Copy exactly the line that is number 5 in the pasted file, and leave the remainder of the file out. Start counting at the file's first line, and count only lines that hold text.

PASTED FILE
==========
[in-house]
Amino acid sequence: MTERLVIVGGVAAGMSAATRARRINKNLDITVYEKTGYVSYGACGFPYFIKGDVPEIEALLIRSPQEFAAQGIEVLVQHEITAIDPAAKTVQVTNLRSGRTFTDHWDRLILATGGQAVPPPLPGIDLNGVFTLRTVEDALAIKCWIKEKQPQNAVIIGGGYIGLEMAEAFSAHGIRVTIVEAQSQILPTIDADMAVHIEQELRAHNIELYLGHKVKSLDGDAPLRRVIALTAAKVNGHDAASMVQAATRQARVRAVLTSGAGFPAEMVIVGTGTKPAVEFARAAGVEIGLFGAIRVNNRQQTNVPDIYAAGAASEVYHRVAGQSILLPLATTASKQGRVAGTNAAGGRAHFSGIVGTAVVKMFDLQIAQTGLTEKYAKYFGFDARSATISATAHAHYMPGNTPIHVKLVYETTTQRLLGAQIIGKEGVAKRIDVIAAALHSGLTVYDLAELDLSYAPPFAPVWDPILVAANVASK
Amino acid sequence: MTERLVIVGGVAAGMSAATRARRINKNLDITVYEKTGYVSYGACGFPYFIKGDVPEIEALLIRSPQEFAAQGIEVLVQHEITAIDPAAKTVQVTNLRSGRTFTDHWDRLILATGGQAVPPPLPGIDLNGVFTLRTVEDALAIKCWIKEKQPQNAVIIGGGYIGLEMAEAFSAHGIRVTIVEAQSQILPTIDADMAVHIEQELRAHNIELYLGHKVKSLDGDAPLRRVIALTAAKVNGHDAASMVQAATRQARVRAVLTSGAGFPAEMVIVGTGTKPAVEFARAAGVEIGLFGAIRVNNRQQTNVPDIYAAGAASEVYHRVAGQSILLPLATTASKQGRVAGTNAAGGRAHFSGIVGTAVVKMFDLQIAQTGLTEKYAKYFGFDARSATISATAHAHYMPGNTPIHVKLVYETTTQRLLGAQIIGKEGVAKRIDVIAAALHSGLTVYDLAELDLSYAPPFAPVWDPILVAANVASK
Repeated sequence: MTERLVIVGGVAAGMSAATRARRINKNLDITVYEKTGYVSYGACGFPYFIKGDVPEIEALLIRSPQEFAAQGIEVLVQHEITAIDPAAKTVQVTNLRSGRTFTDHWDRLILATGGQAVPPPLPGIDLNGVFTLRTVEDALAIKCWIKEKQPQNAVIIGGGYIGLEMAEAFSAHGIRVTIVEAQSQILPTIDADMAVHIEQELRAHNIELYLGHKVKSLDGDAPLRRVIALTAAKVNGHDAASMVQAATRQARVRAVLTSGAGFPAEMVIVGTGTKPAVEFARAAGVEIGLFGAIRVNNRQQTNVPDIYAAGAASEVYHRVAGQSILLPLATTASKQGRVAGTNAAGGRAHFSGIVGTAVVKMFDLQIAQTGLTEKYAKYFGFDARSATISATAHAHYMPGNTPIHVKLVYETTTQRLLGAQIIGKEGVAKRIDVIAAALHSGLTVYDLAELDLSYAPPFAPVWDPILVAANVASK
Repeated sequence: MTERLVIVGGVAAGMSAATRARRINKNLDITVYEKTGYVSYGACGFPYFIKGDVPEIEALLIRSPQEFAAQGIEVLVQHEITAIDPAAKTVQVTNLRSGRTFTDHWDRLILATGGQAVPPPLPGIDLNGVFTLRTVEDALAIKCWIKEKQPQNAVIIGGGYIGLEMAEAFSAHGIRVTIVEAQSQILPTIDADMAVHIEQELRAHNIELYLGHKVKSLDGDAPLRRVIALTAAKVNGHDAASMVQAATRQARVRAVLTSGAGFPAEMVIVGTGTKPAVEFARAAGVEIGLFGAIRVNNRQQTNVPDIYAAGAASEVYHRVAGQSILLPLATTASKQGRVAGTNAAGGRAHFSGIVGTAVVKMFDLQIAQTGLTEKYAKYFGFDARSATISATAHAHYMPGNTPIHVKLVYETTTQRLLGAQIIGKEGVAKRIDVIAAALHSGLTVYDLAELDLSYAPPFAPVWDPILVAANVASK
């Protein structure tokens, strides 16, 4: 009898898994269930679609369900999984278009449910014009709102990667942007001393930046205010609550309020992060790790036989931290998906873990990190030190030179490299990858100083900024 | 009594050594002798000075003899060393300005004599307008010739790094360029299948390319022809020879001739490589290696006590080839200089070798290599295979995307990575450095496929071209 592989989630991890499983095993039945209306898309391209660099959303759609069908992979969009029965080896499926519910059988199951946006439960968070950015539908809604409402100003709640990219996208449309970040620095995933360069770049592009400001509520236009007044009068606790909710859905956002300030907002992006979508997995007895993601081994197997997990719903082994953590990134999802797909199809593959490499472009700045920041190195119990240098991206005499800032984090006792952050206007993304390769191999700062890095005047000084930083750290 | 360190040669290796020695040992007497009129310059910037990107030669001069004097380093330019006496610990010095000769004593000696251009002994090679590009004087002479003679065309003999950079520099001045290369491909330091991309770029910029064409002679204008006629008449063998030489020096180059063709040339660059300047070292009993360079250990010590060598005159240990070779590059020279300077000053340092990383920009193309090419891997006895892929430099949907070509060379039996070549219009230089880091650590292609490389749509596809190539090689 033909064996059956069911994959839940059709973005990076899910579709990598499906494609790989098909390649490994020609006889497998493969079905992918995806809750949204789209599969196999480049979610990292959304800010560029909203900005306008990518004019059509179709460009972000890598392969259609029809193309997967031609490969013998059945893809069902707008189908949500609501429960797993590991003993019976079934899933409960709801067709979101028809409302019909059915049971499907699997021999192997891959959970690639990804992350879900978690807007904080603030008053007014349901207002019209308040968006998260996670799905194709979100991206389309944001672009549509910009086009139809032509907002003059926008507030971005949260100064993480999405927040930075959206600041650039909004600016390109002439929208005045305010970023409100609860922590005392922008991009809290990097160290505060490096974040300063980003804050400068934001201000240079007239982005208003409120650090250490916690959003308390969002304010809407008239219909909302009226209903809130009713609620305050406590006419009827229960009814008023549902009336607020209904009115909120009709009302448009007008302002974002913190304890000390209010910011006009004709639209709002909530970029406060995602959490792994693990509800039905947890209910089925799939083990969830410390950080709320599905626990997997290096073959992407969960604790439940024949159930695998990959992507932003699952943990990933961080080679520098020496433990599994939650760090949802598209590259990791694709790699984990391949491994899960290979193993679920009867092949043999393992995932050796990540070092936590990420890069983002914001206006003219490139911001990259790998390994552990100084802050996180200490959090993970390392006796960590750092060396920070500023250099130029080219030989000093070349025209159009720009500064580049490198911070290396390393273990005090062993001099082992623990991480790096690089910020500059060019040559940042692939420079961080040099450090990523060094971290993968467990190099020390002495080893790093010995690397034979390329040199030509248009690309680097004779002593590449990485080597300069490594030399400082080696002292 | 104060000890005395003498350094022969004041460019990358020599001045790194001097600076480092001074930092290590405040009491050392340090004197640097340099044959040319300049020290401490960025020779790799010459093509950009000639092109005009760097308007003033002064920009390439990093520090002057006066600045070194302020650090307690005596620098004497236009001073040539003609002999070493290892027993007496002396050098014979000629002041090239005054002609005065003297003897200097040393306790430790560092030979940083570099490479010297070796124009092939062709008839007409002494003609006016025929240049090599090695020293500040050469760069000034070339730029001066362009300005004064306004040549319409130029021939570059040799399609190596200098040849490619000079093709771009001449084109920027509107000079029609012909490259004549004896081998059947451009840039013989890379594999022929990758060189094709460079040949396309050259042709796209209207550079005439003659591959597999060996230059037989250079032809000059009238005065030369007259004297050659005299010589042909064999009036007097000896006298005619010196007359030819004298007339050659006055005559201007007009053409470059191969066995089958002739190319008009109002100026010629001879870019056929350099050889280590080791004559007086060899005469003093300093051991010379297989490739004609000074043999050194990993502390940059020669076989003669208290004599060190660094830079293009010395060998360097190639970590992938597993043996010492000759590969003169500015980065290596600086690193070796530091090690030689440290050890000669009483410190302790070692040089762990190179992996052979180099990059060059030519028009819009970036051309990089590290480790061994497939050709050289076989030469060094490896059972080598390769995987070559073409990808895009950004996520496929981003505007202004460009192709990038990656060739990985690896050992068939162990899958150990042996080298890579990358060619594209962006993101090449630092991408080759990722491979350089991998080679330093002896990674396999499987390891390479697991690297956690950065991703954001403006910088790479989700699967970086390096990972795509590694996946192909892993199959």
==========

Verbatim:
Repeated sequence: MTERLVIVGGVAAGMSAATRARRINKNLDITVYEKTGYVSYGACGFPYFIKGDVPEIEALLIRSPQEFAAQGIEVLVQHEITAIDPAAKTVQVTNLRSGRTFTDHWDRLILATGGQAVPPPLPGIDLNGVFTLRTVEDALAIKCWIKEKQPQNAVIIGGGYIGLEMAEAFSAHGIRVTIVEAQSQILPTIDADMAVHIEQELRAHNIELYLGHKVKSLDGDAPLRRVIALTAAKVNGHDAASMVQAATRQARVRAVLTSGAGFPAEMVIVGTGTKPAVEFARAAGVEIGLFGAIRVNNRQQTNVPDIYAAGAASEVYHRVAGQSILLPLATTASKQGRVAGTNAAGGRAHFSGIVGTAVVKMFDLQIAQTGLTEKYAKYFGFDARSATISATAHAHYMPGNTPIHVKLVYETTTQRLLGAQIIGKEGVAKRIDVIAAALHSGLTVYDLAELDLSYAPPFAPVWDPILVAANVASK